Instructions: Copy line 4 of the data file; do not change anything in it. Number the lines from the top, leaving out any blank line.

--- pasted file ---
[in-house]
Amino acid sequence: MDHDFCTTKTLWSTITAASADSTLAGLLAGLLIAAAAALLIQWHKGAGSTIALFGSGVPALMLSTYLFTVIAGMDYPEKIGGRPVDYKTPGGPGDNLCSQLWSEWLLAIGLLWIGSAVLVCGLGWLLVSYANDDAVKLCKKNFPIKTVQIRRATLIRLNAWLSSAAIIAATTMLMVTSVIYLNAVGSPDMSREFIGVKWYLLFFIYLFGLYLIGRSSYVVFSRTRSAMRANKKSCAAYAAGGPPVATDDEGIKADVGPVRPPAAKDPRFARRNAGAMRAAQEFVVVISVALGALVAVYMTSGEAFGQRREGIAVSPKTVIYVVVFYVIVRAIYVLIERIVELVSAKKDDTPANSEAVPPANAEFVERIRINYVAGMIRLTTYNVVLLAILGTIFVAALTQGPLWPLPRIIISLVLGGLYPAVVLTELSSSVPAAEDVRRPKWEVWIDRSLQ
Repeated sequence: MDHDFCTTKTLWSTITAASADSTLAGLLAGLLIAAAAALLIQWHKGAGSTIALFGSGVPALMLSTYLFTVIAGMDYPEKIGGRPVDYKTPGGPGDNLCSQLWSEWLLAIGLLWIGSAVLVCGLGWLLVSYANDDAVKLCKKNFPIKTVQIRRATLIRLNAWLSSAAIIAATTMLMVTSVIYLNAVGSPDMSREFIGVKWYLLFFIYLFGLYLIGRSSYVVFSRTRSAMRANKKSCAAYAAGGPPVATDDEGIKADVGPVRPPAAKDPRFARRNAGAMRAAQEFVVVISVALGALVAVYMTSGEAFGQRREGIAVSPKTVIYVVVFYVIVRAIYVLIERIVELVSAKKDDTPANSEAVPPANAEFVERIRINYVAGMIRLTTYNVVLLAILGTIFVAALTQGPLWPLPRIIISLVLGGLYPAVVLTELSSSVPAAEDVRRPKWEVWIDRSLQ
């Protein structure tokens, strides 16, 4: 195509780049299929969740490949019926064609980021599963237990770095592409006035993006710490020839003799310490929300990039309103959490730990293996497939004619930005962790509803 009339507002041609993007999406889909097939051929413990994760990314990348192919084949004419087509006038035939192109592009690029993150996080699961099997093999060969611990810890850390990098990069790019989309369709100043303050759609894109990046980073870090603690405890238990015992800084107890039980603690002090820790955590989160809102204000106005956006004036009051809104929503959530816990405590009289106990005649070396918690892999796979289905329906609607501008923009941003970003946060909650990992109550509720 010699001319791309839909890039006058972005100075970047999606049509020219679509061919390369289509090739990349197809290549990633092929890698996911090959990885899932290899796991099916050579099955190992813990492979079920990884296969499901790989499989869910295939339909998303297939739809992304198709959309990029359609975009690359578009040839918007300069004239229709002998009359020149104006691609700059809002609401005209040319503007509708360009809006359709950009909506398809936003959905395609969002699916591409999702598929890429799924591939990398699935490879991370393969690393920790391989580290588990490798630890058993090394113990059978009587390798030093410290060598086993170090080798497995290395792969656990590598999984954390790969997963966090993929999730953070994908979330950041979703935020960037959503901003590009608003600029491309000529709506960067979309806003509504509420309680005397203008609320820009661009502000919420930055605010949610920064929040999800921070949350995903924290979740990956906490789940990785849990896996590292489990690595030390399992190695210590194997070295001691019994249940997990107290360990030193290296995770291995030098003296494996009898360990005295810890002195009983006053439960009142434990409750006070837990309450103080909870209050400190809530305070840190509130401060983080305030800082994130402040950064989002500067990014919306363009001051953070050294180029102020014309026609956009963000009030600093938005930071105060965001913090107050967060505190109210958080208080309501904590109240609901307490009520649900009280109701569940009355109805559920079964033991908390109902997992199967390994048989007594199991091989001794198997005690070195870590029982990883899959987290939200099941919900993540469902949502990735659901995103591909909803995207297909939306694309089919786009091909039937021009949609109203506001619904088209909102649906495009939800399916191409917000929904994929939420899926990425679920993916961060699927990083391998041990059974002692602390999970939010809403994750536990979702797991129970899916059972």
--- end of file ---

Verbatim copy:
């Protein structure tokens, strides 16, 4: 195509780049299929969740490949019926064609980021599963237990770095592409006035993006710490020839003799310490929300990039309103959490730990293996497939004619930005962790509803 009339507002041609993007999406889909097939051929413990994760990314990348192919084949004419087509006038035939192109592009690029993150996080699961099997093999060969611990810890850390990098990069790019989309369709100043303050759609894109990046980073870090603690405890238990015992800084107890039980603690002090820790955590989160809102204000106005956006004036009051809104929503959530816990405590009289106990005649070396918690892999796979289905329906609607501008923009941003970003946060909650990992109550509720 010699001319791309839909890039006058972005100075970047999606049509020219679509061919390369289509090739990349197809290549990633092929890698996911090959990885899932290899796991099916050579099955190992813990492979079920990884296969499901790989499989869910295939339909998303297939739809992304198709959309990029359609975009690359578009040839918007300069004239229709002998009359020149104006691609700059809002609401005209040319503007509708360009809006359709950009909506398809936003959905395609969002699916591409999702598929890429799924591939990398699935490879991370393969690393920790391989580290588990490798630890058993090394113990059978009587390798030093410290060598086993170090080798497995290395792969656990590598999984954390790969997963966090993929999730953070994908979330950041979703935020960037959503901003590009608003600029491309000529709506960067979309806003509504509420309680005397203008609320820009661009502000919420930055605010949610920064929040999800921070949350995903924290979740990956906490789940990785849990896996590292489990690595030390399992190695210590194997070295001691019994249940997990107290360990030193290296995770291995030098003296494996009898360990005295810890002195009983006053439960009142434990409750006070837990309450103080909870209050400190809530305070840190509130401060983080305030800082994130402040950064989002500067990014919306363009001051953070050294180029102020014309026609956009963000009030600093938005930071105060965001913090107050967060505190109210958080208080309501904590109240609901307490009520649900009280109701569940009355109805559920079964033991908390109902997992199967390994048989007594199991091989001794198997005690070195870590029982990883899959987290939200099941919900993540469902949502990735659901995103591909909803995207297909939306694309089919786009091909039937021009949609109203506001619904088209909102649906495009939800399916191409917000929904994929939420899926990425679920993916961060699927990083391998041990059974002692602390999970939010809403994750536990979702797991129970899916059972």